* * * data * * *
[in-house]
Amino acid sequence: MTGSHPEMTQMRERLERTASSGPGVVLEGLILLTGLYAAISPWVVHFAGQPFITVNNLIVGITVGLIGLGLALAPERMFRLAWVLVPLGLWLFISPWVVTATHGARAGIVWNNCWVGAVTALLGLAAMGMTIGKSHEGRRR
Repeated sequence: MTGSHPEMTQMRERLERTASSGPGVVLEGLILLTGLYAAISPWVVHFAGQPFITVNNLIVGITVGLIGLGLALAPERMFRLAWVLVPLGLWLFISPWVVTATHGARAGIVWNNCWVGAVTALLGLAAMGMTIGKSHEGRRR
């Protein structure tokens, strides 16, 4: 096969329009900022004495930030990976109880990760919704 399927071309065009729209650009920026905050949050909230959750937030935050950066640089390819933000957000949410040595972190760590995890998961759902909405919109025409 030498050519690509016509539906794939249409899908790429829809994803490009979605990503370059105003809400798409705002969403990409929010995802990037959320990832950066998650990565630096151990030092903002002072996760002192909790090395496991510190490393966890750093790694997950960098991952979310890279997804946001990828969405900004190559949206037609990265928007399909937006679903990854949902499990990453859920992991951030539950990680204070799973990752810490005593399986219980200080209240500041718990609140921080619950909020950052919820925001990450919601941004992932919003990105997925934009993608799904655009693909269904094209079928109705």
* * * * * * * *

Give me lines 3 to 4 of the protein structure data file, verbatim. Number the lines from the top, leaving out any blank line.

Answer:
Repeated sequence: MTGSHPEMTQMRERLERTASSGPGVVLEGLILLTGLYAAISPWVVHFAGQPFITVNNLIVGITVGLIGLGLALAPERMFRLAWVLVPLGLWLFISPWVVTATHGARAGIVWNNCWVGAVTALLGLAAMGMTIGKSHEGRRR
């Protein structure tokens, strides 16, 4: 096969329009900022004495930030990976109880990760919704 399927071309065009729209650009920026905050949050909230959750937030935050950066640089390819933000957000949410040595972190760590995890998961759902909405919109025409 030498050519690509016509539906794939249409899908790429829809994803490009979605990503370059105003809400798409705002969403990409929010995802990037959320990832950066998650990565630096151990030092903002002072996760002192909790090395496991510190490393966890750093790694997950960098991952979310890279997804946001990828969405900004190559949206037609990265928007399909937006679903990854949902499990990453859920992991951030539950990680204070799973990752810490005593399986219980200080209240500041718990609140921080619950909020950052919820925001990450919601941004992932919003990105997925934009993608799904655009693909269904094209079928109705």